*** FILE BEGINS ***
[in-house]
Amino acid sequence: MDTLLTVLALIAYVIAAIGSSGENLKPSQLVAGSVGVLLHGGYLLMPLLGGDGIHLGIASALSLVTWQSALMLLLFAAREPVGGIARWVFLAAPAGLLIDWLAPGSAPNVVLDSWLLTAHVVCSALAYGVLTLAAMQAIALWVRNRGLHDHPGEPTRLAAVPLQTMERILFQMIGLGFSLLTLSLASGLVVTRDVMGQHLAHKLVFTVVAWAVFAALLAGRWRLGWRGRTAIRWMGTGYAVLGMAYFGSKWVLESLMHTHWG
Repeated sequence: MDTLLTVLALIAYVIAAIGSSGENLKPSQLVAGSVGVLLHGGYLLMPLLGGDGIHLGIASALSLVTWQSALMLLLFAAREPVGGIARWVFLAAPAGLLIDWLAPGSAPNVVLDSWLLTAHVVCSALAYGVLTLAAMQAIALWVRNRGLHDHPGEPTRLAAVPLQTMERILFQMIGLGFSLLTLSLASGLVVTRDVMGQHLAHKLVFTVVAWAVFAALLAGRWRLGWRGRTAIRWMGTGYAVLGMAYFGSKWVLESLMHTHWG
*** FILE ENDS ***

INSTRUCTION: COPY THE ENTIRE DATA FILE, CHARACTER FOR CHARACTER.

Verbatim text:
[in-house]
Amino acid sequence: MDTLLTVLALIAYVIAAIGSSGENLKPSQLVAGSVGVLLHGGYLLMPLLGGDGIHLGIASALSLVTWQSALMLLLFAAREPVGGIARWVFLAAPAGLLIDWLAPGSAPNVVLDSWLLTAHVVCSALAYGVLTLAAMQAIALWVRNRGLHDHPGEPTRLAAVPLQTMERILFQMIGLGFSLLTLSLASGLVVTRDVMGQHLAHKLVFTVVAWAVFAALLAGRWRLGWRGRTAIRWMGTGYAVLGMAYFGSKWVLESLMHTHWG
Repeated sequence: MDTLLTVLALIAYVIAAIGSSGENLKPSQLVAGSVGVLLHGGYLLMPLLGGDGIHLGIASALSLVTWQSALMLLLFAAREPVGGIARWVFLAAPAGLLIDWLAPGSAPNVVLDSWLLTAHVVCSALAYGVLTLAAMQAIALWVRNRGLHDHPGEPTRLAAVPLQTMERILFQMIGLGFSLLTLSLASGLVVTRDVMGQHLAHKLVFTVVAWAVFAALLAGRWRLGWRGRTAIRWMGTGYAVLGMAYFGSKWVLESLMHTHWG